By now you’ve probably heard of the “new atheists” – people who don’t stop at not believing in God but also want to stop you from believing. They equate theism with alchemy and flat earthers and, more, raising children in a religion with child abuse. They’re also smug, nasty, and generally abusive of Christians.
Being who we are, Christians have started to formulate answers to their attacks, some more logical and some more experiential.
I think in the short term the postmodern approach might be an effective way to deal with the “new atheists.” Consider these two responses:
It’s not true that Christianity/religion is evil. A lot of great things have been done in the name of Christianity/religion, and a lot of evil was done in the name of secularism. Besides, it’s too incredible to believe that the universe and life arose from nothing; a creator is necessary.
Who do you think you are to tell us what we should believe? What makes you so special? Oh, you have a degree? Well, I guess you’re smarter than us, so you can tell us what to think. Nazi.
Which has more power in our culture? I see this as analogous to Paul turning the Pharisees against the priests and Stoics against the Epicureans. We can and should take advantage of the climate of our culture.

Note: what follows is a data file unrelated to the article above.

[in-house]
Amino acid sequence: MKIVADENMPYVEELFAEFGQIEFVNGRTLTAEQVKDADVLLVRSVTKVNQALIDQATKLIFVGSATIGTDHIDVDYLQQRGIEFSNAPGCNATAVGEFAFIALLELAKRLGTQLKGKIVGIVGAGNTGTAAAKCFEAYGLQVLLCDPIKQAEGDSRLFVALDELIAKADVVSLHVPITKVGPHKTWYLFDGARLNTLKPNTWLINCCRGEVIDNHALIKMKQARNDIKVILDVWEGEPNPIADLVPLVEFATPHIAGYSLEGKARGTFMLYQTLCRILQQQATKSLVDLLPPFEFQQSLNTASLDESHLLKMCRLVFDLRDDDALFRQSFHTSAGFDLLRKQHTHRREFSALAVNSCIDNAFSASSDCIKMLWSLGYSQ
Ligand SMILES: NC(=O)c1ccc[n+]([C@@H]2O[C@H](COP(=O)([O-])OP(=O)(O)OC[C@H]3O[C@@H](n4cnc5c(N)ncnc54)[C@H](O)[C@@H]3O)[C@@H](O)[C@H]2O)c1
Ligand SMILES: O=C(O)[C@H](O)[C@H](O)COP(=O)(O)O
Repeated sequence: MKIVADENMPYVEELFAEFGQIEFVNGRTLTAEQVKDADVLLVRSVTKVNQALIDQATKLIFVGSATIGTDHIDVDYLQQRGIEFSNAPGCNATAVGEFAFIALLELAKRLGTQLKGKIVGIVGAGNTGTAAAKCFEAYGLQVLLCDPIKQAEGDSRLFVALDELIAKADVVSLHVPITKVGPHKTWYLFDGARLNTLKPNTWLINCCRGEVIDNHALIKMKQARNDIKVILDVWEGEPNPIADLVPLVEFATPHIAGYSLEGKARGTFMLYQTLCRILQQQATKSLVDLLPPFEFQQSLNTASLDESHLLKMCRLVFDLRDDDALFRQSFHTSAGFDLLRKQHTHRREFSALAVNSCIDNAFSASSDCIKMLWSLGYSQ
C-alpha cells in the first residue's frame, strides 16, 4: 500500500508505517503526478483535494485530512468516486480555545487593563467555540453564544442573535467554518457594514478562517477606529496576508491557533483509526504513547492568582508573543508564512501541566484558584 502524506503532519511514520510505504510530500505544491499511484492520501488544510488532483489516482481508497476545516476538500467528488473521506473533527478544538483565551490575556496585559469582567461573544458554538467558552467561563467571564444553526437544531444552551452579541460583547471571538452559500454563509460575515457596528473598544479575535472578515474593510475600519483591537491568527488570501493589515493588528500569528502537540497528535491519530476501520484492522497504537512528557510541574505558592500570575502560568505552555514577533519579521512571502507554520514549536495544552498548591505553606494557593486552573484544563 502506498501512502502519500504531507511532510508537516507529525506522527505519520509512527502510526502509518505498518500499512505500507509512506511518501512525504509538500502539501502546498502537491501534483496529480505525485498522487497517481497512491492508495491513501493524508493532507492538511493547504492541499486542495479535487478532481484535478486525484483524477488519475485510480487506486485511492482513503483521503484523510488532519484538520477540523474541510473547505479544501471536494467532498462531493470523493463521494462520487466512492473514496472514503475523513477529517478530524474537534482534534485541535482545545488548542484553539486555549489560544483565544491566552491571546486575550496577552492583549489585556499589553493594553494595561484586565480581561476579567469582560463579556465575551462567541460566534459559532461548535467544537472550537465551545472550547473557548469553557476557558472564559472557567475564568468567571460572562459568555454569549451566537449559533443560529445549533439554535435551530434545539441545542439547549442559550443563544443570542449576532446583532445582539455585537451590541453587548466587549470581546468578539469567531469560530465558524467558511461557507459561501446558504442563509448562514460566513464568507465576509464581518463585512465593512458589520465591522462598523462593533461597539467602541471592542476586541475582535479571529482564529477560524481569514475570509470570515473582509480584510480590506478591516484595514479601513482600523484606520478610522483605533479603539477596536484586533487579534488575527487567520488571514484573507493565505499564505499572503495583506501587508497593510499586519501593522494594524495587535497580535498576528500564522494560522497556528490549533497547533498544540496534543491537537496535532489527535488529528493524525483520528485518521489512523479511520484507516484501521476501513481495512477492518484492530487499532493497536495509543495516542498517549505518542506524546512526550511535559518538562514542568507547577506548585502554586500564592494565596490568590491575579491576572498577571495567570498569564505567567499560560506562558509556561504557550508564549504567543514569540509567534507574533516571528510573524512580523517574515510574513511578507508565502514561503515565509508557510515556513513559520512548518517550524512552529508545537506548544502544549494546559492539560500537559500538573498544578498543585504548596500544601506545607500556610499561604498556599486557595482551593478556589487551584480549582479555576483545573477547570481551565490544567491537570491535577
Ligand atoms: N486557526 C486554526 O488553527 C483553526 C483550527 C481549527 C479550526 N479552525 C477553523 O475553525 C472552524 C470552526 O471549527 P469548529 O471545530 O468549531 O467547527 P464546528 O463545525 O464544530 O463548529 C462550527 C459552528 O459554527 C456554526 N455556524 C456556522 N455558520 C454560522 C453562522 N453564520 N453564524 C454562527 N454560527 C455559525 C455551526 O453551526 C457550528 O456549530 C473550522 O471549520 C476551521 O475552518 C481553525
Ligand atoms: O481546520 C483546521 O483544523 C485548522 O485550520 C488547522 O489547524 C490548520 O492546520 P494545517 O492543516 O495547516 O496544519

Part of this battle is going to be a media battle for the hearts and minds of the marginal, cultural believers. Don’t get me wrong, I want their souls, not just their minds, but given that some in this battle want to see Sunday school outlawed, we need to worry about votes. In that respect, I think the postmodern approach might keep the militant atheists from getting a foot in the door.
Update: Upon further reflection, I don't think my "postmodern" response is sufficiently postmodern (it's mostly just sarcastic, which has its uses too). The response of the typical postmodern to statements about a religion being true or false is not sarcasm so much as...
"Who are you to say that our religion is wrong?! We have every right to believe whatever we want to believe. Keep your close-minded ideas to yourself!"
The Nazi bit may still find it's way in there. Either way, my point is the same: In our culture, I'm don't a careful, reasoned response is going to be as effective as utilizing the reflexive rejection of any kind of absolute in religion that is generally used against Christian evangelism. The goal is not to "defeat" the new atheists as much as it is to keep policy makers from giving their more extreme ideas a hearing.